Cut-off Date for Care Home Workers to Self-Certify a Temporary Medical Exemption Extended to 31 March 2022

Workers within CQC-regulated care homes in England had until 24th December to provide official evidence of a permanent medical exemption or face being redeployed or dismissed from their jobs.

However, the Government has now extended the deadline for providing medical certification to the 31st of March 2022.

Alan Price is CEO at BrightHR. He says: “Many care homes will be breathing a sigh of relief at the news of this extension. With Omicron on the increase, the busy Christmas season upon us and the booster jab drive in full flow, the last thing any employer wanted was to lose part of their workforce from Christmas Eve.

“Naturally the booster jab drive takes priority when it comes to NHS and GP resources, but this means that employees could have struggled to get the medical certification they needed to keep their jobs after having self-certified as exempt. This new deadline means that the pressure is lifted, at least temporarily.

“Employers should hopefully know exactly how many of their employees this rule would apply to and be having ongoing conversations with these employees. It’s important employers also have discussions with anyone who is temporarily away from work such as those on a career break, maternity, or long-term sick leave, as well as with anyone who needs to enter the care home for work, for example hairdressers and occupation therapists, to let them know they will also need to show proof of their vaccination status or exemption.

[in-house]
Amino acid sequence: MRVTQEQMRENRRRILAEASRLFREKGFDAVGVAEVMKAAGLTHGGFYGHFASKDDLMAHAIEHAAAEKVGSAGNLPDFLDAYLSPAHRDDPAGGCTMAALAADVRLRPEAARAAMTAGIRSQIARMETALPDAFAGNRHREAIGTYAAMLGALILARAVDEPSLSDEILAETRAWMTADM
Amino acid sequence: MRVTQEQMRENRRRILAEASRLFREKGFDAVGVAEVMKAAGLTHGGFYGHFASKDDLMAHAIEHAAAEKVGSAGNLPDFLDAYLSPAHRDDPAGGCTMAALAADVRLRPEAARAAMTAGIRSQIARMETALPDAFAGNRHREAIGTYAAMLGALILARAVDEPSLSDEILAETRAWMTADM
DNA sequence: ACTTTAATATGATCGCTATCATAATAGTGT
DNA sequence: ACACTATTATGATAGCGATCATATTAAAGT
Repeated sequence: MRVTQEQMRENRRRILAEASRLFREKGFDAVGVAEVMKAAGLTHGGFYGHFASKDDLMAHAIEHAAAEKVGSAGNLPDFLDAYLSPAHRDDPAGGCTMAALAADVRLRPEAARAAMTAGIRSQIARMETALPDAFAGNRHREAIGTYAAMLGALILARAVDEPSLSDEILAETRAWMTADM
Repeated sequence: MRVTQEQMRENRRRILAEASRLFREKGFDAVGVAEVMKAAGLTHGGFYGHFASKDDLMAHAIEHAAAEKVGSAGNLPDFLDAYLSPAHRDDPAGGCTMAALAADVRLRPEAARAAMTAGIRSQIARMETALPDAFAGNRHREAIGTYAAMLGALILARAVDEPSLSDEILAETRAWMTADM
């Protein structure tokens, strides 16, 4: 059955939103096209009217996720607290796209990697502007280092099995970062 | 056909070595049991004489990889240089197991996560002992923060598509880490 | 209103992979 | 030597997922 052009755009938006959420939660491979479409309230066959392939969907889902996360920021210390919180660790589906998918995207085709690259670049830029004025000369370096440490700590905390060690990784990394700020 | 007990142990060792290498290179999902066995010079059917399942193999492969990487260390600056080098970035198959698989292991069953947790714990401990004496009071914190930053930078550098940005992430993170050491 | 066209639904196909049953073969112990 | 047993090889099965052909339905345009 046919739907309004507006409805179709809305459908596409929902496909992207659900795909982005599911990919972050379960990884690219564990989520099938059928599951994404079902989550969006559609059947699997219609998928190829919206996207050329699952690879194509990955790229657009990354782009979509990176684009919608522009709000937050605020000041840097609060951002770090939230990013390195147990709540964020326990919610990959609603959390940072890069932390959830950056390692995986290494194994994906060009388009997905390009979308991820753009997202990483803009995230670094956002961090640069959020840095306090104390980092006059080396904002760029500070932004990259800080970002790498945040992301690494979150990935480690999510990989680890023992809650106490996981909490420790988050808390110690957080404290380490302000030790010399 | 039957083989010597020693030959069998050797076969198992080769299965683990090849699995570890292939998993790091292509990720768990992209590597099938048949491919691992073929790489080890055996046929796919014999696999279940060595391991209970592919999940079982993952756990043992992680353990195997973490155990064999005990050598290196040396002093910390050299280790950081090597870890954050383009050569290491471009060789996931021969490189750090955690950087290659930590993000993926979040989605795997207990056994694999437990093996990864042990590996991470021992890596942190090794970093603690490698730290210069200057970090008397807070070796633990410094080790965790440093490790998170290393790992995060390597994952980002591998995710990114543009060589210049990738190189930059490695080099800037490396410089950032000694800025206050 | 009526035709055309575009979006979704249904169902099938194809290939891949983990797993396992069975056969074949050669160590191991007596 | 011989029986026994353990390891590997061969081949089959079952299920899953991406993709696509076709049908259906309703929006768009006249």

“Care homes must ensure they keep an updated record of the date they checked the vaccinations or exemption status for both staff members and those carrying out work inside the care home (unless they’re exempt from checks).

“If someone does have a medical exemption, this reason should not be recorded to ensure confidentiality of medical information and to comply with UK data protection law. The exception to this would be pregnant employees, where the medical exemption only lasts until 16 weeks after the child has been born.

“Self-certification forms will continue to be valid until 31 March 2022, so long as they have been received before 24 December 2021. Care home providers should strongly encourage staff to use the Government’s official self-certification form, but others can be accepted if necessary.

“From 1 April 2022, workers will either need to show proof of a formal medical exemption via the NHS Covid Pass Service or be fully vaccinated against Covid, in order to comply with the regulation and continue working in a CQC-regulated care home.

“Care home workers who wish to apply for a formal medical exemption should do so as soon as possible and inform their employer of the outcome of their application once they receive it.”

 

CHSA

 

 

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